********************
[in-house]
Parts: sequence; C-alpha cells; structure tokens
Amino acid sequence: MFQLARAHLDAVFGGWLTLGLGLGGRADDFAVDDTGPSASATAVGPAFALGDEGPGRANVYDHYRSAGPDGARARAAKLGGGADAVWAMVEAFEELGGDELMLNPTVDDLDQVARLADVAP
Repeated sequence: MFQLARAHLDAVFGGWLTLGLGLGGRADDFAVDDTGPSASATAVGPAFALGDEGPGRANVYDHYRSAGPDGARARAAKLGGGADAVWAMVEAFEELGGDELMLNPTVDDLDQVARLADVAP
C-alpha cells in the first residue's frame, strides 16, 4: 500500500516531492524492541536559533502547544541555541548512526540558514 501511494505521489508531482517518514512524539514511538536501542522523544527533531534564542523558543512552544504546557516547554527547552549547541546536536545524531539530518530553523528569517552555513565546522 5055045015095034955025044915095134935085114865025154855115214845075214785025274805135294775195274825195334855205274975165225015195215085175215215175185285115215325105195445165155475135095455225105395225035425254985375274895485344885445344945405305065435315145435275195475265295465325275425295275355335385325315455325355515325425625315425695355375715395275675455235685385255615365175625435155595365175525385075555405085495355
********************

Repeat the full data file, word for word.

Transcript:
[in-house]
Parts: sequence; C-alpha cells; structure tokens
Amino acid sequence: MFQLARAHLDAVFGGWLTLGLGLGGRADDFAVDDTGPSASATAVGPAFALGDEGPGRANVYDHYRSAGPDGARARAAKLGGGADAVWAMVEAFEELGGDELMLNPTVDDLDQVARLADVAP
Repeated sequence: MFQLARAHLDAVFGGWLTLGLGLGGRADDFAVDDTGPSASATAVGPAFALGDEGPGRANVYDHYRSAGPDGARARAAKLGGGADAVWAMVEAFEELGGDELMLNPTVDDLDQVARLADVAP
C-alpha cells in the first residue's frame, strides 16, 4: 500500500516531492524492541536559533502547544541555541548512526540558514 501511494505521489508531482517518514512524539514511538536501542522523544527533531534564542523558543512552544504546557516547554527547552549547541546536536545524531539530518530553523528569517552555513565546522 5055045015095034955025044915095134935085114865025154855115214845075214785025274805135294775195274825195334855205274975165225015195215085175215215175185285115215325105195445165155475135095455225105395225035425254985375274895485344885445344945405305065435315145435275195475265295465325275425295275355335385325315455325355515325425625315425695355375715395275675455235685385255615365175625435155595365175525385075555405085495355